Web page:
Leading Change Series: Practicing New Behaviour

Practicing New Behaviour.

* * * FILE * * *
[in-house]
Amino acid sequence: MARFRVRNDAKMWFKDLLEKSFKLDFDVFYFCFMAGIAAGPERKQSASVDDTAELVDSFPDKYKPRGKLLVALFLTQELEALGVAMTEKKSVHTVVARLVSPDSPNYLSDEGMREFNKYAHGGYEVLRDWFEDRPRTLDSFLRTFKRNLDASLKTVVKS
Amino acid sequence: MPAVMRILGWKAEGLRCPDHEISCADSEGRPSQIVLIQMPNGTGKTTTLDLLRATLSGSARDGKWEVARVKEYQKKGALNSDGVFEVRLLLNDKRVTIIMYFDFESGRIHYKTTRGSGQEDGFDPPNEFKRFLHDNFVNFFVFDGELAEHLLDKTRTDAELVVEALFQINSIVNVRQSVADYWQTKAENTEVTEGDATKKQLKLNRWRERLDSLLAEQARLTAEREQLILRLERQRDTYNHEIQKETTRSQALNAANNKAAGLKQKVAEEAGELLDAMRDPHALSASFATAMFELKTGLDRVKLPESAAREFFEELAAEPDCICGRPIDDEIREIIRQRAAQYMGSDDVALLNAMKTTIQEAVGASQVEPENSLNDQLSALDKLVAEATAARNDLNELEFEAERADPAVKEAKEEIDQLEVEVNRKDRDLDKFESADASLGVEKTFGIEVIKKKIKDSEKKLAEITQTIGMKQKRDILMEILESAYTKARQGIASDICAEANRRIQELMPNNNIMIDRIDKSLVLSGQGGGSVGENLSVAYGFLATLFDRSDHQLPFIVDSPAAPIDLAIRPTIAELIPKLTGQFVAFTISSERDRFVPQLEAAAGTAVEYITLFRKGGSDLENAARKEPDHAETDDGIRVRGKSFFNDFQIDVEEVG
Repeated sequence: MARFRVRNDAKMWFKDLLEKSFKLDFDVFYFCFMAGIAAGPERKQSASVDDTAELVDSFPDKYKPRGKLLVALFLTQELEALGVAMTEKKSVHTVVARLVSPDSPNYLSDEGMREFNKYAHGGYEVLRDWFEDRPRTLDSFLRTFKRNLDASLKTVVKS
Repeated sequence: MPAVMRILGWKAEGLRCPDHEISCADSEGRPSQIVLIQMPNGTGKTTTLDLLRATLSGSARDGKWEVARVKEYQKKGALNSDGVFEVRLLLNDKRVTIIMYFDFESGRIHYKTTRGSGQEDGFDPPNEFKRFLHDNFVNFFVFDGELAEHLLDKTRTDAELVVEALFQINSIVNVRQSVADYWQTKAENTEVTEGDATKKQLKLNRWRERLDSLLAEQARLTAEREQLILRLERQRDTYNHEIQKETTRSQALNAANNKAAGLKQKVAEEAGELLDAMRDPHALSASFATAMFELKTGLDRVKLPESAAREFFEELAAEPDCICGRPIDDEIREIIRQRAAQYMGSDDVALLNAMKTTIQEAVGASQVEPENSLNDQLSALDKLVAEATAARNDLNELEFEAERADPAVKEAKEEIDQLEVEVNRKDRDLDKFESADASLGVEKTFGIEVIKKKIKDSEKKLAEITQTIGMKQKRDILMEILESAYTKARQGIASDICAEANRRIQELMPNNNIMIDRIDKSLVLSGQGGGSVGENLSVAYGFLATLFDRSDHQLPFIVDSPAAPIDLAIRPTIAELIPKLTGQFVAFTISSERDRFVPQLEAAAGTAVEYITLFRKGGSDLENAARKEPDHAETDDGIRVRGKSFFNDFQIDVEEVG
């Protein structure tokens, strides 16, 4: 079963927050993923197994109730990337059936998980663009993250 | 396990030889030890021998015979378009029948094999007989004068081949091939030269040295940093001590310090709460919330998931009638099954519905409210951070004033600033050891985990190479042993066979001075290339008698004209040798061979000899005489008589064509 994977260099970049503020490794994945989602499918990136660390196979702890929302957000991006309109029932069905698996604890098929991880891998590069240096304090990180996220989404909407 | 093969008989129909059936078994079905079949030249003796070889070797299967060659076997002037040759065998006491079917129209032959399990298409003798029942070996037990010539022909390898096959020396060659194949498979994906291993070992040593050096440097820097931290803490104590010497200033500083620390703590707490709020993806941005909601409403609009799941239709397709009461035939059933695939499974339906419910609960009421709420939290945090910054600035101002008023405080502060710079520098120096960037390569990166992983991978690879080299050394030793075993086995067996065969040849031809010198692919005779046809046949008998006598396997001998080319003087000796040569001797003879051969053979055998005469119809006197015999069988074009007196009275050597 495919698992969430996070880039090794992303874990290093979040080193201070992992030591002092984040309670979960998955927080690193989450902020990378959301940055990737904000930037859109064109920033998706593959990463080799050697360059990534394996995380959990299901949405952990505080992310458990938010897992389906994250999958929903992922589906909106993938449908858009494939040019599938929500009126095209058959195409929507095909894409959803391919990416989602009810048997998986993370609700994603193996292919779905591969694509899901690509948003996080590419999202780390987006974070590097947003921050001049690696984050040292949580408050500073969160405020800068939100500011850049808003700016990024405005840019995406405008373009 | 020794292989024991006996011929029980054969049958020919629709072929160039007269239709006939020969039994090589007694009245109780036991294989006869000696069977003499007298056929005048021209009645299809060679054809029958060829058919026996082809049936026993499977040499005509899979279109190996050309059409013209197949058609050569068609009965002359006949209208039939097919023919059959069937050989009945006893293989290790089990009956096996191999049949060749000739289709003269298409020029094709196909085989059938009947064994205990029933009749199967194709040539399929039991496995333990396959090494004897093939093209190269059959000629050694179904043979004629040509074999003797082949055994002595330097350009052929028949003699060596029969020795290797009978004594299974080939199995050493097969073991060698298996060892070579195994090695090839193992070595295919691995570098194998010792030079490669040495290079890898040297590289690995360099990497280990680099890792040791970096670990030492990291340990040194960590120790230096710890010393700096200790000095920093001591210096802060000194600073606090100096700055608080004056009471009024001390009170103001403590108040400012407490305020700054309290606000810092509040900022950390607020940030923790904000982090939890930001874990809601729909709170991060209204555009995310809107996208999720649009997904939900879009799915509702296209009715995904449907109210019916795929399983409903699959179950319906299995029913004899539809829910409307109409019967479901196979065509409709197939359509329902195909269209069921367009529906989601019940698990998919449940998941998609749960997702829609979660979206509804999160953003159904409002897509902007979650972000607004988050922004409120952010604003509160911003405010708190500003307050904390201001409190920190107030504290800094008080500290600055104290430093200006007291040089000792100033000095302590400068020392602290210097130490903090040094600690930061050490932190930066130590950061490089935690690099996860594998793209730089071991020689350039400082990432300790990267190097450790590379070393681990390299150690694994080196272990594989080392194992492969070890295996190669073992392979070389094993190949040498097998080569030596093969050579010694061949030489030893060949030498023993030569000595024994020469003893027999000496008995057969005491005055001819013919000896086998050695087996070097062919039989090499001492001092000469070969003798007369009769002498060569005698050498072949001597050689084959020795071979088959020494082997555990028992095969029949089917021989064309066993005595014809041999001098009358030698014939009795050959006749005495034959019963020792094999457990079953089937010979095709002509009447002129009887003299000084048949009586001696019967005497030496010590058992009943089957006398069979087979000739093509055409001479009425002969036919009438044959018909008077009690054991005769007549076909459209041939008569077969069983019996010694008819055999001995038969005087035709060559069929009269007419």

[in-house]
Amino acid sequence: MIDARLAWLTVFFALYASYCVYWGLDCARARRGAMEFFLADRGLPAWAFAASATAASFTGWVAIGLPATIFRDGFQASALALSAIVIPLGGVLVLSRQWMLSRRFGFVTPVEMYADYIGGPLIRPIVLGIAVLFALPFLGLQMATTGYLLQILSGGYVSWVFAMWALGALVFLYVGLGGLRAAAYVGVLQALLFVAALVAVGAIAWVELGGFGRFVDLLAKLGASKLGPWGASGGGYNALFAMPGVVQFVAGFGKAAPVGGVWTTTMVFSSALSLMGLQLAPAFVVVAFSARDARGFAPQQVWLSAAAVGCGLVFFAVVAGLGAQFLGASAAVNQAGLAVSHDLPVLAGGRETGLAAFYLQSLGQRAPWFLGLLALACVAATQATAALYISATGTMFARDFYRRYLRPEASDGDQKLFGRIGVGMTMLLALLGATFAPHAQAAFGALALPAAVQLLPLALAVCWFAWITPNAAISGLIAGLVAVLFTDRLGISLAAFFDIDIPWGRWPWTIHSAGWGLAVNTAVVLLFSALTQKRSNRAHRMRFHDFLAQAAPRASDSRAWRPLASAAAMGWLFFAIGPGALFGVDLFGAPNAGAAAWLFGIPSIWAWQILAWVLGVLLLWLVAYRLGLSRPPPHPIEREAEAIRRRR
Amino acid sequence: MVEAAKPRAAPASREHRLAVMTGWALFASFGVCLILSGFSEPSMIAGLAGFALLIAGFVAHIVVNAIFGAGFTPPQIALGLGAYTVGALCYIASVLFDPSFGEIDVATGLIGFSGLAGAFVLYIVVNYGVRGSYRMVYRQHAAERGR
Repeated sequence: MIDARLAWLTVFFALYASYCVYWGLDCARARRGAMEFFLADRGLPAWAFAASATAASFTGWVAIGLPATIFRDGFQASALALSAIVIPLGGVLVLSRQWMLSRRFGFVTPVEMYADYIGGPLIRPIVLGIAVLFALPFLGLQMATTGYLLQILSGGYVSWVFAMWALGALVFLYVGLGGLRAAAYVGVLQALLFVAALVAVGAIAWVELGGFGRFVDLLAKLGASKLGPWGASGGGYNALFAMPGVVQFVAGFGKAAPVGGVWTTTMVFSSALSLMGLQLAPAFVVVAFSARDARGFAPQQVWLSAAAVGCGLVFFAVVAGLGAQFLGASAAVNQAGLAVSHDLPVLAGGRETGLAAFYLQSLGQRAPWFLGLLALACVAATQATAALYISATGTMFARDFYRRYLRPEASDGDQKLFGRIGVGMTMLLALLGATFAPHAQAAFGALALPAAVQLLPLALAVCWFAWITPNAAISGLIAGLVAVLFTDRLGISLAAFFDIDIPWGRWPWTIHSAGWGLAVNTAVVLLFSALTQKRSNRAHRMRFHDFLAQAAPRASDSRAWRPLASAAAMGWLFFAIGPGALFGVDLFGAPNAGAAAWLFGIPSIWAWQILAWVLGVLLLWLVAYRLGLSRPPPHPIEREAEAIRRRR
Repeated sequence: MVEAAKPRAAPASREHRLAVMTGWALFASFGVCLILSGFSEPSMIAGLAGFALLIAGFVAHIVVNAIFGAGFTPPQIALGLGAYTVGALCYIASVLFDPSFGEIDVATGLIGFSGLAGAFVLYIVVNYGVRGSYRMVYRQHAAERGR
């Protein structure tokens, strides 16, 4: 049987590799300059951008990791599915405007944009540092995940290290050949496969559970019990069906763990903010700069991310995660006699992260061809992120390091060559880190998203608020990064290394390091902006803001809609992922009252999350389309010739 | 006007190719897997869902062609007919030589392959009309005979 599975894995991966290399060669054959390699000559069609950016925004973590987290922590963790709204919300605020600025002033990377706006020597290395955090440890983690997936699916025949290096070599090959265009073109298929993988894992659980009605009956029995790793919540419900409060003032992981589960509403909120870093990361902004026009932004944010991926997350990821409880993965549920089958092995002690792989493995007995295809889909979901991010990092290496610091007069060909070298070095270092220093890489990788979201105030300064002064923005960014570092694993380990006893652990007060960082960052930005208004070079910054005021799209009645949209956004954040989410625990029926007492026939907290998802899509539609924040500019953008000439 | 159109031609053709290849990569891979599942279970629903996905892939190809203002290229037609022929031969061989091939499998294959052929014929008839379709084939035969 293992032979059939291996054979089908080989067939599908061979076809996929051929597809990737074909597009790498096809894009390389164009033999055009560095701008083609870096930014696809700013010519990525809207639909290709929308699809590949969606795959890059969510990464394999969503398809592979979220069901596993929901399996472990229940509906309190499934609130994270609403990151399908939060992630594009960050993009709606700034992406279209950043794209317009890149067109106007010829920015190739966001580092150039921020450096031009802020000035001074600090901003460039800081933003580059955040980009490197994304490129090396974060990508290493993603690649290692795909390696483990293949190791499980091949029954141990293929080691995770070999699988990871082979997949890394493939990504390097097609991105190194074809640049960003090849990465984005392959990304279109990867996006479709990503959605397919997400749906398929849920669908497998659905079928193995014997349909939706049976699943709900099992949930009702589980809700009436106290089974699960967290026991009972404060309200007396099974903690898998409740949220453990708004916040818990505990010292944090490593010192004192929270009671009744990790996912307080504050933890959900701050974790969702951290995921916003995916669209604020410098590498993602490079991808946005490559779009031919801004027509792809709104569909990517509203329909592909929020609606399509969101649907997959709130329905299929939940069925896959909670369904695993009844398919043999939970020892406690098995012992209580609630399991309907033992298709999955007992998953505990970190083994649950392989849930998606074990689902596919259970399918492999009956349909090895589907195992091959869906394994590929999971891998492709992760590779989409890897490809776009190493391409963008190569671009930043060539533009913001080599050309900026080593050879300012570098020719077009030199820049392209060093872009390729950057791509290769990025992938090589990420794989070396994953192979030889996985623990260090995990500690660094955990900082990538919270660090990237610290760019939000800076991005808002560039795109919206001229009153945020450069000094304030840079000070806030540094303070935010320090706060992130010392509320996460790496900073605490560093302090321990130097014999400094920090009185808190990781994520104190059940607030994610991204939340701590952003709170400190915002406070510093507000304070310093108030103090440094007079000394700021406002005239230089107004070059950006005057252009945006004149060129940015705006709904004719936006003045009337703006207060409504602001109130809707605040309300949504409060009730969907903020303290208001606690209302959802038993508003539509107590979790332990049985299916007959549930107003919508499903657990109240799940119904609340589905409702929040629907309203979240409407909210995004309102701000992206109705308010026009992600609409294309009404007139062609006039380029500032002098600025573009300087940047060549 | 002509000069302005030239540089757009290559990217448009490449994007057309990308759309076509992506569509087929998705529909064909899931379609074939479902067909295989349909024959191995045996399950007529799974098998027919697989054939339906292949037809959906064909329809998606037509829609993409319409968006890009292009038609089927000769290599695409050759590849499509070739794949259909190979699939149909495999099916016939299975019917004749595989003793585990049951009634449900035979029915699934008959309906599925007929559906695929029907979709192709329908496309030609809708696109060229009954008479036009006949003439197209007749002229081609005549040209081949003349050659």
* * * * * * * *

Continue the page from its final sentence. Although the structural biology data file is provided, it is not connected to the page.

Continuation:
‘Having a go’ at a new behaviour is essential and this can be tested and supported by finding circumstances for development that are not too daunting or high-risk. Striving to get better, learning from your experiences, reflecting on what occurred and experimenting further are real experiences. In simple terms: mastery comes with practice and starts with a sense of psychological safety – an atmosphere in which new behaviours, perceptions and thoughts can occur with relatively little risk of shame, embarrassment or failure. Creating a safe context in which real change is possible happens through taking a learning focus rather than a product focus. Carol Dweck, a renowned psychologist, has investigated the impact of a learning versus product orientation. When a child shows her parent a drawing they have made and the parent responds with “What a wonderful drawing! You are such a good artist!” the parent has taken a product focus. The centre of the praise is the picture itself and implicit is that the child has a natural talent for drawing. The child who believes they are naturally good at art (or sport, maths, or anything else) is shocked when suddenly they do badly in a test. Their sense of self is threatened, and they do not have strategies to help them to pass the test next time. When the parent responds with “I can see you put a huge amount of effort into that picture. I really like the way you mixed the ink and paint”, the parent has taken a learning focus. The praise is for contribution that the child had in their control. The research on these two orientations is clear. For both children and adults, taking a product focus leads to a sense of threat when undertaking new tasks and giving up more easily when the going gets tough. Focus on the product (Did that presentation win you the tender?) suggests a black or white outcome, which tells you little about the change or how to amend or replicate it. Conversely, when you focus on the learning experience (What worked and what did not? What insights do you have and what might you do differently?), you are more likely to feel comfortable and efficacious. The more open you are to feedback and able to integrate this into your upcoming work, the better.